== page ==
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Just a few words about listening to people's music (including your own) and being objective.

One of the most important things that you, as a musician, need to remember is that just because you don't like a piece of music then it doesn't necessarily follow that the piece of music isn't any good; it just isn't suited to your taste. It might be that the piece of music genuinely isn't very good, but you shouldn't allow your musical taste to make judgements over musical quality.

For example, you might think that <insert name of latest boy band here> suck like the proverbial Electrolux, but does that mean that their songs have no musical merit? Well, think about how many CD's they've sold this week, and how many hours of radio (and TV) airplay they've had and then ask yourself the same question. OK, so perhaps they're a bit on the commercial side, but wouldn't most musicians like to be selling shed-loads of albums and having thousands of fans screaming at them?

When you listen to music it's important to listen objectively and understand how the piece is constructed. With time you might even come to understand how your musical taste works, and know why some songs appeal to you while others leave you cold.

Always keep your mind open as well as your ears, and you'll find that your musical taste broadens to include styles of music that you might never have thought that you'd ever listen to. For example, before going to MI, I was pretty much a rock/blues player, but during my time there I was exposed to other musical styles such as jazz, fusion, etc. - a good thing because:

I've got very wide musical taste, and there's all sorts of stuff in my CD/record/tape collection (there are one or two items that are a bit embarrasing and I try to hide if I know that I've got company coming, but that's between me and my conscience). How many of the following styles have you objectively listened to lately?

Style Sub-divisions
Classical Early, baroque, classical, romantic, modern/avantgarde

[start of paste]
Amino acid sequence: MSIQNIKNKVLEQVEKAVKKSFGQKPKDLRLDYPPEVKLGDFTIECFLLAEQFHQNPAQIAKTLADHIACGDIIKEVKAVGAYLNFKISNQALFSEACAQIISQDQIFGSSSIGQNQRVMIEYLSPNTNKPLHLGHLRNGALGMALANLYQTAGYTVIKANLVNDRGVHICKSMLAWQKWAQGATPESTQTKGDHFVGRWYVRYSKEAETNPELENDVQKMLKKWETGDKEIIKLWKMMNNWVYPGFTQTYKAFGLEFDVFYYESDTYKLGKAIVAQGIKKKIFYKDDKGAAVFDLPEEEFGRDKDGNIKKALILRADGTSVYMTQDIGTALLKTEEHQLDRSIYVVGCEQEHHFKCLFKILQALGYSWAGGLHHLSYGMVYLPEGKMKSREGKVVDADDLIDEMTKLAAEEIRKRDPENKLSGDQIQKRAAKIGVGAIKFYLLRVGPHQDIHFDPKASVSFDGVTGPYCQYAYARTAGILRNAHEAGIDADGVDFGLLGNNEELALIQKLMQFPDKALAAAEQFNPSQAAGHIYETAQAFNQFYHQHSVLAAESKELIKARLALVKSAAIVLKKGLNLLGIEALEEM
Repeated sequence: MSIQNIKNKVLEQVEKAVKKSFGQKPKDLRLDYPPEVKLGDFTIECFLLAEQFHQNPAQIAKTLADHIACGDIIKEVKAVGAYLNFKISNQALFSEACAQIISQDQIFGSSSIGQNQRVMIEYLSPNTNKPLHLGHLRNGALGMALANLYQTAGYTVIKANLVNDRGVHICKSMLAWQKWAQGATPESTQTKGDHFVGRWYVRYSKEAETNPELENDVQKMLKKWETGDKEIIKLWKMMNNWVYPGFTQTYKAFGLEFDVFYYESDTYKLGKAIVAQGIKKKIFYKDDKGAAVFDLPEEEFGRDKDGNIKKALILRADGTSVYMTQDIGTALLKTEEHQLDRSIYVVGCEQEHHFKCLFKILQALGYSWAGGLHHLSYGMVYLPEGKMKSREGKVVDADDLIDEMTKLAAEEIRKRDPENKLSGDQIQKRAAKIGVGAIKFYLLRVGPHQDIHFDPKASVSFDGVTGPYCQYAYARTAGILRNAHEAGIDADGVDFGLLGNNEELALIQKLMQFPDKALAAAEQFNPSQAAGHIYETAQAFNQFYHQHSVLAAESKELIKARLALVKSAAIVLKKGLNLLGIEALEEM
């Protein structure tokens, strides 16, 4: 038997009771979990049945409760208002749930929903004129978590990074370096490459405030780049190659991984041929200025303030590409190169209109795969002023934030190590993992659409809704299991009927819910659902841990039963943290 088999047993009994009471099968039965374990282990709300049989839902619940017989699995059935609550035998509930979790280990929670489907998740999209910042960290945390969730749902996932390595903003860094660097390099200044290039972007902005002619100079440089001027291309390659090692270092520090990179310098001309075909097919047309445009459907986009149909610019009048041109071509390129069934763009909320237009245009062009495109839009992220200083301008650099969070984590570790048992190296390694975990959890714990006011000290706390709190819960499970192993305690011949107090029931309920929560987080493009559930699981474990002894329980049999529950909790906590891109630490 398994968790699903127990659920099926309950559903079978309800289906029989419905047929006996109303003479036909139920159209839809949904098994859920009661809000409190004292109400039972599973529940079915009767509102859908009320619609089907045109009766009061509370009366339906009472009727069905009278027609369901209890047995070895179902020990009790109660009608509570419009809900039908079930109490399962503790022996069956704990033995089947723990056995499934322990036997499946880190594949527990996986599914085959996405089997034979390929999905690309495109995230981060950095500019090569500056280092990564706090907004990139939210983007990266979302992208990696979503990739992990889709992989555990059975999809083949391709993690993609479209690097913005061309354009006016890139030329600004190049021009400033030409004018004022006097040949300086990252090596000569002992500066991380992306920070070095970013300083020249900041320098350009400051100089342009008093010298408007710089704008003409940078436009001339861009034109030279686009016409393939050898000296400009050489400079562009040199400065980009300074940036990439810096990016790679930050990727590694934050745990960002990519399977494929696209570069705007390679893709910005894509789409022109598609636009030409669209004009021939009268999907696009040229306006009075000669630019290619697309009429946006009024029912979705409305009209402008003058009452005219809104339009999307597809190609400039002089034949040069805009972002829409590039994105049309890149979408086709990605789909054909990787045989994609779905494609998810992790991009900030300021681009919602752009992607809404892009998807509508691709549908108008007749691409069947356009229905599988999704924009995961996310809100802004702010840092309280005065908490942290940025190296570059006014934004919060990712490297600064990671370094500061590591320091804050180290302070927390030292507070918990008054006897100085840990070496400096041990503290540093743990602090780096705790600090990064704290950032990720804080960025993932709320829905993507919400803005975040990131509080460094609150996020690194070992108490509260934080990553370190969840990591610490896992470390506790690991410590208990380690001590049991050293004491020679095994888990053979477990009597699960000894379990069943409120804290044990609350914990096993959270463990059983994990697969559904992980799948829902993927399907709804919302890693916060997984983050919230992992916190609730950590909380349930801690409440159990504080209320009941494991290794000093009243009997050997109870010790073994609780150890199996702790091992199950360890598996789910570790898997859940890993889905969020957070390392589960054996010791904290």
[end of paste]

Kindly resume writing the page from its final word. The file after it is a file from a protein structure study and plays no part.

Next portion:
Jazz Traditional, big band, modern, fusion
Blues Blues, R'n'B, Soul
Country Country & Western, new country, bluegrass
Rock Rock, punk, metal, rock'n'roll, AOR
Pop Pop, Brit-pop, dance
and... folk? elevator music? world music? the list goes on...

That list is far from exhaustive and there are a few areas of overlap between the styles, some less obvious than you think. An example that I've played to nearly all of my students is the first movement of J.S. Bach's Harpsichord Concerto #1 in D minor - during the first movement there's a solo section played by the harpsichord that is very remisicient in style to the sort of solo guitar break that you'd find in a rock song. The instrument differs, but at the end of the day (Brian) it's just a series of notes.

If you're not sure about a style then there are fairly cheap ways to try it out. Most libraries hire out CD's and/or tapes now, and there often samplers to be found on the Internet. It really is worth taking the time to learn to listen objectively and to broaden your musical taste, so do it!


Music doesn't necessarily have to be "good" to sell, and there is the frustrating converse that just because the music that you play is "good" you cannot guarantee that you'll have massive commercial success with it. Consider someone like Steve Vai who is technically brilliant, but doesn't really have a huge public appeal (outside of the guitar-playing audience who understand him better). Life, in case you hadn't noticed already, just isn't fair.

All this doesn't mean that I'm suggesting you abandon everything in search of blatant commercialism - just that you understand other people's music and don't begrudge them their success. If they're selling all those CD's then they must be doing something right.

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